There remains a need for a well-constructed air freshener dispenser device which can be mass-produced economically and which can deliver a vapor medium at a controlled uniform rate over an extended period of time.
Accordingly, it is an object of this invention to provide an improved air freshener dispenser device for delivering an odorant and/or deodorant vapor in an enclosed environment.
It is another object of this invention to provide an air freshener dispenser device with a primary structure which is a semi-rigid plastic strip that can be produced economically by a thermoforming means in a continuous process.
It is a further object of this invention to provide a rigidly supported reservoir enclosure which has a volatile air freshener content, and which is sandwiched between two translucent or transparent permeable membranes.
Other objects and advantages of the present invention shall become apparent from the accompanying description and drawings.
One or more objects of the present invention are accomplished by the provision of an air freshener dispenser device comprising:
(a) a thin semi-rigid strip with a planar periphery that frames a central section which has at least one aperture accessing the coextensive flat surfaces;
(b) a thin membrane on each flat surface of the strip, which covers and seals the perforated central section and forms a reservoir enclosure, and which is permeable to a volatile medium in the reservoir enclosure;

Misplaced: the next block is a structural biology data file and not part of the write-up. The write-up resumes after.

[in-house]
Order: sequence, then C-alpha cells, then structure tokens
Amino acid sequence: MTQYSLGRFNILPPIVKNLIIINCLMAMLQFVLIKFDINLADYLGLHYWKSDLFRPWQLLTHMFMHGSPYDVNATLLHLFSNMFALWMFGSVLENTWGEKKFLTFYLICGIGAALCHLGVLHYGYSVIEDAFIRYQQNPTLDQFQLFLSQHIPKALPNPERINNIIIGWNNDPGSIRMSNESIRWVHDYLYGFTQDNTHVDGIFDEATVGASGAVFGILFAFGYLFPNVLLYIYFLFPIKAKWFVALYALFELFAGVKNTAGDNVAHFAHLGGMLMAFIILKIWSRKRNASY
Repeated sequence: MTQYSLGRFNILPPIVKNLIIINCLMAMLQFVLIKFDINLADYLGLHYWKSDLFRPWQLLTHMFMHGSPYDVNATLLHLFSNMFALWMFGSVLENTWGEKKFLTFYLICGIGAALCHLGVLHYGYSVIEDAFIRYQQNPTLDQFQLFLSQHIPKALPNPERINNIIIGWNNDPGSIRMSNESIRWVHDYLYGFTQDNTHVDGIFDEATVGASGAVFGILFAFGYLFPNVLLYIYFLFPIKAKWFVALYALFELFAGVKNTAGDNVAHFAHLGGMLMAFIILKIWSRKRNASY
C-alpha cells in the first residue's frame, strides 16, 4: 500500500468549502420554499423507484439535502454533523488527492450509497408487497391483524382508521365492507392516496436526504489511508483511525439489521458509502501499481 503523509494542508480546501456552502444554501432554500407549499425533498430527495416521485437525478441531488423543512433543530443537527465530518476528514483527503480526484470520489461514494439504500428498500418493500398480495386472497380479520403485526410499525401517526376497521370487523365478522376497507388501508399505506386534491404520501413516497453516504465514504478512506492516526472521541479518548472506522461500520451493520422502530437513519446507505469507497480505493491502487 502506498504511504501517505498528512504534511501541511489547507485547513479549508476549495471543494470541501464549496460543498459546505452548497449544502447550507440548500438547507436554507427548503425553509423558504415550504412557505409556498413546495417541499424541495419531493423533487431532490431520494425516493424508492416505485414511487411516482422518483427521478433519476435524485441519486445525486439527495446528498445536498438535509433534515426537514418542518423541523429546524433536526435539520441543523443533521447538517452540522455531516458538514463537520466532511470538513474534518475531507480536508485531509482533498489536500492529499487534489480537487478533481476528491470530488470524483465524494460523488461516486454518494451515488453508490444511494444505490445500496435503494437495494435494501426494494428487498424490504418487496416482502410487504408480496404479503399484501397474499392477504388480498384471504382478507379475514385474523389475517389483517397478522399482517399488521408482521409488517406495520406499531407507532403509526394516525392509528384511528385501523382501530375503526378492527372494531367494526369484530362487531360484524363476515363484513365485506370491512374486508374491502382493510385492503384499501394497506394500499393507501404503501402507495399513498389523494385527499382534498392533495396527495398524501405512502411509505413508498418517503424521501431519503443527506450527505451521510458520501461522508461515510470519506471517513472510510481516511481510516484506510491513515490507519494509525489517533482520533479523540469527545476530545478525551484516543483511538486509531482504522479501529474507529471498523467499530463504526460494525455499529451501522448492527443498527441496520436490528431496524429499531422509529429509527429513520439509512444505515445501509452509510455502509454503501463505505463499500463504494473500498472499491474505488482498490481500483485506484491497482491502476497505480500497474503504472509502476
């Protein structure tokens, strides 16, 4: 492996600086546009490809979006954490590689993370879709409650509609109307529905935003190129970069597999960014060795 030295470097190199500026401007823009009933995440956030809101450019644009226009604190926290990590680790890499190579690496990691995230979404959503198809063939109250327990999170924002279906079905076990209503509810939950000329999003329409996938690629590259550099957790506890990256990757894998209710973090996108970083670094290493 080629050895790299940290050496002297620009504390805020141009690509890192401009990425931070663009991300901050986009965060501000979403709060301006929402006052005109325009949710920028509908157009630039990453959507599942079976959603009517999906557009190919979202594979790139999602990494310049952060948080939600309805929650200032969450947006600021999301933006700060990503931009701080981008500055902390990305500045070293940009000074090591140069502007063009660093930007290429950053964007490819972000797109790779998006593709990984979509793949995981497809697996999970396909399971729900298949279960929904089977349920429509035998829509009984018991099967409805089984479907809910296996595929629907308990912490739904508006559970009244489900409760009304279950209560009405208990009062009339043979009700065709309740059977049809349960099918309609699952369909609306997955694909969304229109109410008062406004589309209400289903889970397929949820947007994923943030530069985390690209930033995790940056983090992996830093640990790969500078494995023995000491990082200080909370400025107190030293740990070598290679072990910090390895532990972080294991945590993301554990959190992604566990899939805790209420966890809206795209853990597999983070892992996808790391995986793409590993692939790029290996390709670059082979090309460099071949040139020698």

(c) A volatile air freshener ingredient which is contained within the reservoir enclosure; and
(d) a thin peelable impermeable membrane which is bonded coextensively with each respective permeable membrane to prevent volatilization of the air freshener ingredient through the permeable membrane from the reservoir enclosure.
FIG. 1 is a perspective view of an invention air freshener dispenser device with an imprinted design.
FIG. 2 is a sectional view taken along lines 2--2 of FIG. 1.
FIGS. 3-4, respectively, illustrate alternative reservoir configurations for the volume of air freshener ingredient taken along lines 2--2 of FIG. 1.
FIGS. 5-8, respectively, illustrate aperture configurations in a semi-rigid thermoplastic structure of an invention air freshener.
FIG. 9 is an exploded perspective view of a stage in the assembly of an invention air freshener dispenser device in a continuous manufacturing process.
FIG. 1 illustrates a present invention air freshener dispenser device which has a design imprinted on its upper surface.
A FIG. 1 type of air freshener dispenser device has a semi-rigid structure, and its typical dimensions are about four inches in length, about one half to one inch in width, and about one sixteenth to one fourth inch in thickness.
A FIG. 1 type of air freshener dispenser device can be utilized by peeling one of the outer impermeable membranes partially or completely, or peeling the outer impermeable membrane from each side of the dispensing device.
FIG. 2 is a cross-sectional end view of a FIG. 1 type of air freshener dispenser device which has an elongated grating of parallel apertures 12 in semi-rigid strip 14.
FIG. 3 is a cross-sectional end view similar to FIG. 2, in which the parallel grating rib sections of strip 14 are slightly recessed to provide a greater reservoir capacity for air freshener ingredient 15. FIG. 4 is a cross-sectional view similar to FIG. 2, in which membranes 16 and 18 are in a convex configuration to provide an increased capacity for air freshener ingredient 15 in addition to the aperture 12 volume.